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Chattin' with Benny Parsons

In celebration of Athlon Sports' upcoming 10th annual Racing magazine, we've dug into the archives to uncover some of the most memorable features, profiles and Q&As that have graced our pages. Visit the site daily for more retrospective looks at NASCAR throughout the decade.

Article originally published in 2006 Athlon Sports Racing annual

Benny Parsons won 21 races during a successful Cup career, but it is his voice, and not his driving, that is his calling card for today’s generation of race fans. Parsons has seen plenty of changes over his decades in the sport, and he has educated and entertained countless viewers with that smooth, friendly baritone voice. Athlon Sports’ Norm Partin and Matt Taliaferro sat down with one of the elder statesmen of racing’s broadcast booth to talk about Parsons’ memories of his time on the track and his thoughts about the sport he loves.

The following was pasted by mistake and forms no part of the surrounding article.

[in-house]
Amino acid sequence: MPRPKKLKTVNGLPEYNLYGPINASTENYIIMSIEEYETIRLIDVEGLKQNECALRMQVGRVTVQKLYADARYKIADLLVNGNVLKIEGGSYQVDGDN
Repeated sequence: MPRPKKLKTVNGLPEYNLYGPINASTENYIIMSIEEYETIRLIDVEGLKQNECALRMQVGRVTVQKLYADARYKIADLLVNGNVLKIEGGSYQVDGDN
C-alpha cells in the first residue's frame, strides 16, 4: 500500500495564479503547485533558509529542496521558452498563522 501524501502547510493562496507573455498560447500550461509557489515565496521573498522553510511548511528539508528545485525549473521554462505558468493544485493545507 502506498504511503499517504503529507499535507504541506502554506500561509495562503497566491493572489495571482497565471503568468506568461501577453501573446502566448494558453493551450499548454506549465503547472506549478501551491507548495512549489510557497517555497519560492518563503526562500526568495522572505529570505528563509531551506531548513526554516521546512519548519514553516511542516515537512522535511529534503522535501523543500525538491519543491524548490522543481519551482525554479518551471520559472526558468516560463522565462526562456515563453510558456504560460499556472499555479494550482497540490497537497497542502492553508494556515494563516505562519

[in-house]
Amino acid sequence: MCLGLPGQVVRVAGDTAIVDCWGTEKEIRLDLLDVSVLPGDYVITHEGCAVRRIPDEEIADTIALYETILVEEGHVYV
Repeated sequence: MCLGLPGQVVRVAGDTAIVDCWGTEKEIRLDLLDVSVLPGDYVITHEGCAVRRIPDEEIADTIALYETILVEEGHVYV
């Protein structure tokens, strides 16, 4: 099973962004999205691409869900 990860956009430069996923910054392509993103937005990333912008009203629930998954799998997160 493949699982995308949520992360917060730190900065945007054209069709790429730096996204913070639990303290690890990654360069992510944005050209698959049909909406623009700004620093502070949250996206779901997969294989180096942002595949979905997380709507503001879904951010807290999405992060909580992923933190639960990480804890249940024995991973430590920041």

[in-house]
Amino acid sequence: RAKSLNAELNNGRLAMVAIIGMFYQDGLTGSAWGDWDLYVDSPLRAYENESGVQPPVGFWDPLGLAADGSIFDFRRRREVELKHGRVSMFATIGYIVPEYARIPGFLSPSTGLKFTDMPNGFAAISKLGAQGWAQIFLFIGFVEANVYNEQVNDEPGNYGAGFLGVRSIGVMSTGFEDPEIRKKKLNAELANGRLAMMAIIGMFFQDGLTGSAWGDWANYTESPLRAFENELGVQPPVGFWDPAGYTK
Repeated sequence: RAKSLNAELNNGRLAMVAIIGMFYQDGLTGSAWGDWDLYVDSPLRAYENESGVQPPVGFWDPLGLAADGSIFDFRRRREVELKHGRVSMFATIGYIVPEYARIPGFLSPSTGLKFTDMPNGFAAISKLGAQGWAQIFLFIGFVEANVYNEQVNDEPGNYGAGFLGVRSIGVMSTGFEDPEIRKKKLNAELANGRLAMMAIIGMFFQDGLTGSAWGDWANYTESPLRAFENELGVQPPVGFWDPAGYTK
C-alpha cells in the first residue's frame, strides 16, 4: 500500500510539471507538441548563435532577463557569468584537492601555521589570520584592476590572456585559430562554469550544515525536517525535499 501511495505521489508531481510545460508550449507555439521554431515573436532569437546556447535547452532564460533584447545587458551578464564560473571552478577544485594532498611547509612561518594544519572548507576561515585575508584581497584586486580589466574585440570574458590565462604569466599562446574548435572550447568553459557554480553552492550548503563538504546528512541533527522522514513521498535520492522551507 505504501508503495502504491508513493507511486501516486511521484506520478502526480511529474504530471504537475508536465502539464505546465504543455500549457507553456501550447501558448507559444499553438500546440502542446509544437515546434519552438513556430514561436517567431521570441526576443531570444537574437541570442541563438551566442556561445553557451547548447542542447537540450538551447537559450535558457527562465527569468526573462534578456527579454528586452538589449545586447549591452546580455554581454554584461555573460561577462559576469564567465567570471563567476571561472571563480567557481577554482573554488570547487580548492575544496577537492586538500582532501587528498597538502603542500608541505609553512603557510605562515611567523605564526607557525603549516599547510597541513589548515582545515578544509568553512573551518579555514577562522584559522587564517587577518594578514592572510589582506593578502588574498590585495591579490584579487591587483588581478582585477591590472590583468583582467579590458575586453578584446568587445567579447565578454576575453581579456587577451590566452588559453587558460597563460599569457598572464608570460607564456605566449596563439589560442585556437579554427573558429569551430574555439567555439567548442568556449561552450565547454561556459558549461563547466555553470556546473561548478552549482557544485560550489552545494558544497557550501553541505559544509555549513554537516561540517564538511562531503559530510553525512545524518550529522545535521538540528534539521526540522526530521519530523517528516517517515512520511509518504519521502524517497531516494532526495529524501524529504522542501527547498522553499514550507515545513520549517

Athlon Sports: You are now involved on the TV side of the business, and looking back a few years ago when you got started in racing it was totally different. Can you relay that to the young guys that are coming into the sport?
Benny Parsons: Not really. It’s so much different today than it was 20 years ago, 30 years ago, even 10 years ago. The cars are different, the tracks are different, everything that we do in NASCAR is just so much different. Twenty-five years ago you really needed a driver with experience, three or four years of experience before they could really do well. Newcomers just did not come in and win races. But in 2005 Kyle Busch came in and won two NEXTEL Cup races his first year.